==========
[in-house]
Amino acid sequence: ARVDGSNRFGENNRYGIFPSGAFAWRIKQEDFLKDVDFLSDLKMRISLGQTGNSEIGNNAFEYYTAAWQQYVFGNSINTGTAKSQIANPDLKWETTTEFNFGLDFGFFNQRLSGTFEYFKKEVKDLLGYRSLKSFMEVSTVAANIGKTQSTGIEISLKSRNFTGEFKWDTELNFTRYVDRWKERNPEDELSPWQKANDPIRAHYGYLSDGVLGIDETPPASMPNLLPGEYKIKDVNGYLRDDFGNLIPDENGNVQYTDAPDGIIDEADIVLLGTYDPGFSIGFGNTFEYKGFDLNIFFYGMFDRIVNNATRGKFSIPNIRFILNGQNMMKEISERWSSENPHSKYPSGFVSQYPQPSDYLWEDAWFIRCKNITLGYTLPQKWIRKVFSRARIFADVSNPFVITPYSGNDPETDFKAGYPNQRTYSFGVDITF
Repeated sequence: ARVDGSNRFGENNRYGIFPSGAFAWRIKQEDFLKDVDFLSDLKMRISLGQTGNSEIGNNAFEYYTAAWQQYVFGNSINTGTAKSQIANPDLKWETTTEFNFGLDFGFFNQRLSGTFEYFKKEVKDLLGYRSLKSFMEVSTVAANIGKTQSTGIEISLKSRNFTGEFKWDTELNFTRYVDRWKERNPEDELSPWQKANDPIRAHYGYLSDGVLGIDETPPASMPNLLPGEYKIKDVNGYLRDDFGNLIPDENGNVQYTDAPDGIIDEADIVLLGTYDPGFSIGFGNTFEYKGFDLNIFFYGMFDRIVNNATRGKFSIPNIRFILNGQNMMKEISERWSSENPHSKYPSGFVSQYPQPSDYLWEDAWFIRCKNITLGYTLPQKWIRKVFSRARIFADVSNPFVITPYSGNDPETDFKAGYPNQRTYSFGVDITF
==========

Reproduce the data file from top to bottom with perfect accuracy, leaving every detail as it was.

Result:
[in-house]
Amino acid sequence: ARVDGSNRFGENNRYGIFPSGAFAWRIKQEDFLKDVDFLSDLKMRISLGQTGNSEIGNNAFEYYTAAWQQYVFGNSINTGTAKSQIANPDLKWETTTEFNFGLDFGFFNQRLSGTFEYFKKEVKDLLGYRSLKSFMEVSTVAANIGKTQSTGIEISLKSRNFTGEFKWDTELNFTRYVDRWKERNPEDELSPWQKANDPIRAHYGYLSDGVLGIDETPPASMPNLLPGEYKIKDVNGYLRDDFGNLIPDENGNVQYTDAPDGIIDEADIVLLGTYDPGFSIGFGNTFEYKGFDLNIFFYGMFDRIVNNATRGKFSIPNIRFILNGQNMMKEISERWSSENPHSKYPSGFVSQYPQPSDYLWEDAWFIRCKNITLGYTLPQKWIRKVFSRARIFADVSNPFVITPYSGNDPETDFKAGYPNQRTYSFGVDITF
Repeated sequence: ARVDGSNRFGENNRYGIFPSGAFAWRIKQEDFLKDVDFLSDLKMRISLGQTGNSEIGNNAFEYYTAAWQQYVFGNSINTGTAKSQIANPDLKWETTTEFNFGLDFGFFNQRLSGTFEYFKKEVKDLLGYRSLKSFMEVSTVAANIGKTQSTGIEISLKSRNFTGEFKWDTELNFTRYVDRWKERNPEDELSPWQKANDPIRAHYGYLSDGVLGIDETPPASMPNLLPGEYKIKDVNGYLRDDFGNLIPDENGNVQYTDAPDGIIDEADIVLLGTYDPGFSIGFGNTFEYKGFDLNIFFYGMFDRIVNNATRGKFSIPNIRFILNGQNMMKEISERWSSENPHSKYPSGFVSQYPQPSDYLWEDAWFIRCKNITLGYTLPQKWIRKVFSRARIFADVSNPFVITPYSGNDPETDFKAGYPNQRTYSFGVDITF